On 5 April 2010 a coronal mass ejection produced a traveling solar wind shock front that impacted the Earth's magnetosphere, producing the largest geomagnetic storm of 2010. The storm resulted in a prolonged period of phase scintillation on Global Positioning System signals in Antarctica. The scintillation began in the deep polar cap at South Pole just over 40 min after the shock front impact was recorded by a satellite at the first Lagrangian orbit position. Scintillation activity continued there for many hours. On the second day, significant phase scintillation was observed from an auroral site (81°S) during the postmidnight sector in association with a substorm. Particle data from polar-orbiting satellites provide indication of electron and ion precipitation into the Antarctic region during the geomagnetic disturbance. Total electron content maps show enhanced electron density being drawn into the polar cap in response to southward turning of the interplanetary magnetic field. The plasma enhancement structure then separates from the dayside plasma and drifts southward. Scintillation on the first day is coincident spatially and temporally with a plasma depletion region both in the dayside noon sector and in the dayside cusp. On the second day, scintillation is observed in the nightside auroral region and appears to be strongly associated with ionospheric irregularities caused by E region particle precipitation.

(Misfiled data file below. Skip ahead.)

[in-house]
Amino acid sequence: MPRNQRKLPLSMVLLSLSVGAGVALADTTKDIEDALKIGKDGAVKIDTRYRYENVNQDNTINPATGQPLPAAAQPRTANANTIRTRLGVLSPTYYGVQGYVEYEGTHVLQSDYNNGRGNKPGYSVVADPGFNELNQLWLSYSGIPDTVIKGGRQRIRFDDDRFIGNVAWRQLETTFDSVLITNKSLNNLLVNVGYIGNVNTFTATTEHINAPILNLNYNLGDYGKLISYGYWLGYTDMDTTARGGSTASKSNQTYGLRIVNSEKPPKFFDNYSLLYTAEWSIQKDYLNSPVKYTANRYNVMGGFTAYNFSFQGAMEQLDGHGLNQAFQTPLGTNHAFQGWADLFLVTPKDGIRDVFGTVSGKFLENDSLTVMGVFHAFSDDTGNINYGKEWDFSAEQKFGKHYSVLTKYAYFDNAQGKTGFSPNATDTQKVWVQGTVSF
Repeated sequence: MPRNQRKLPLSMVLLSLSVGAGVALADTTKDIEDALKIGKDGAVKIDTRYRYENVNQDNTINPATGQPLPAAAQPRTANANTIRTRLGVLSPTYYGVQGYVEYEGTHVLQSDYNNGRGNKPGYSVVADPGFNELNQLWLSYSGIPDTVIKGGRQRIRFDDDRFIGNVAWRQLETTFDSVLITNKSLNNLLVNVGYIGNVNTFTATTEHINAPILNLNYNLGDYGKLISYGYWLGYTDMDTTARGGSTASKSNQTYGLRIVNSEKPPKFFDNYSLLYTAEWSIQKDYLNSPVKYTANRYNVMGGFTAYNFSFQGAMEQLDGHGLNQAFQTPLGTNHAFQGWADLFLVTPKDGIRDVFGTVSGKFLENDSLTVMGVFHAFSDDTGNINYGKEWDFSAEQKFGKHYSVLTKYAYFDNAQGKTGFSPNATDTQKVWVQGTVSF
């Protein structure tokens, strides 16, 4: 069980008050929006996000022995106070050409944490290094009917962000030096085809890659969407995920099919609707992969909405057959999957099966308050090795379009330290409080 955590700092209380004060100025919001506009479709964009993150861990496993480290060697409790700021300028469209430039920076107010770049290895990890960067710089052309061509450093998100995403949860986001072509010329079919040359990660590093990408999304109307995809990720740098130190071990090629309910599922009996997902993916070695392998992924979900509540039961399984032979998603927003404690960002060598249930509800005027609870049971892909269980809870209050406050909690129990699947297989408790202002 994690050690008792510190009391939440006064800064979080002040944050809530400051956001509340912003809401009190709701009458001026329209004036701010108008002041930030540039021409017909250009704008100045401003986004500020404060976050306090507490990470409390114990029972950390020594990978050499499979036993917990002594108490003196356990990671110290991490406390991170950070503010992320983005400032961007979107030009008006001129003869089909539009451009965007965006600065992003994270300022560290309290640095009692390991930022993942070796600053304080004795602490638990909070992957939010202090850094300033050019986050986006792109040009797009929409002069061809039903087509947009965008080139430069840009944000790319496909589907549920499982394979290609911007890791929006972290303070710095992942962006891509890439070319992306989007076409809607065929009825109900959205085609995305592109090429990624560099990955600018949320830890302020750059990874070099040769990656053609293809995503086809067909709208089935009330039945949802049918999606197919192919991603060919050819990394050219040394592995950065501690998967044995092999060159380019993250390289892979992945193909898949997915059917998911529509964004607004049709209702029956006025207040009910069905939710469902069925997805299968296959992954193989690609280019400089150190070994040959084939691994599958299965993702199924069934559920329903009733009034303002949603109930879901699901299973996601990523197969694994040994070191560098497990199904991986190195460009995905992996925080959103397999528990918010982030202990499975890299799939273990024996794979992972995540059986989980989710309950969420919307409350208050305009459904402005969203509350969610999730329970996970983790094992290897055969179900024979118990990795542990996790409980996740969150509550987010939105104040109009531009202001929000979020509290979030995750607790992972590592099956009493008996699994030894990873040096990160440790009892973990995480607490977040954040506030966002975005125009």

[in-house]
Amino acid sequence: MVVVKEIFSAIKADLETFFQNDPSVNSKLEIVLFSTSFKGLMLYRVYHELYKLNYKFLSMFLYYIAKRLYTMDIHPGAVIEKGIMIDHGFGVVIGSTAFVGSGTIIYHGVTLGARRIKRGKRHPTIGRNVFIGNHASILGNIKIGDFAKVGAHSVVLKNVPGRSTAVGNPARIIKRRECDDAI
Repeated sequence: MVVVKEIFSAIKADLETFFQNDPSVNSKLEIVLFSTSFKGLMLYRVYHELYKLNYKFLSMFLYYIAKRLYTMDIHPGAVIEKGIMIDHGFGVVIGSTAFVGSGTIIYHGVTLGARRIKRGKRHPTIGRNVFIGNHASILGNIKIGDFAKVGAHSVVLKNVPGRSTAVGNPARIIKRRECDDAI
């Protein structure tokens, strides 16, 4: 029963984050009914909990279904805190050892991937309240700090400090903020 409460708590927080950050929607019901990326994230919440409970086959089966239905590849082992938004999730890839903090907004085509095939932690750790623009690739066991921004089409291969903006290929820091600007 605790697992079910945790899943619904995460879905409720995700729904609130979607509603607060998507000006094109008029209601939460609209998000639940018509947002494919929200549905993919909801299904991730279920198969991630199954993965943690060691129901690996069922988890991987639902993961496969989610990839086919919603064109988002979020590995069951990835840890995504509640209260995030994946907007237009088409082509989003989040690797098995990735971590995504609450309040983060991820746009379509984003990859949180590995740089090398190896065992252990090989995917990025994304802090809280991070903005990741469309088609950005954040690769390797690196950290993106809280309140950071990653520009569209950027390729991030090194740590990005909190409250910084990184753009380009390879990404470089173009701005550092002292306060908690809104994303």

Kinrade, J., Mitchell, C. N., Yin, P., Smith, N., Jarvis, M. J., Maxfield, D. J., Rose, M. C., Bust, G. S., & Weatherwax, A. T. (2012). Ionospheric scintillation over Antarctica during the storm of 5–6 April 2010. Journal of Geophysical Research, 117(A5), [A05304]. https://doi.org/10.1029/2011JA017073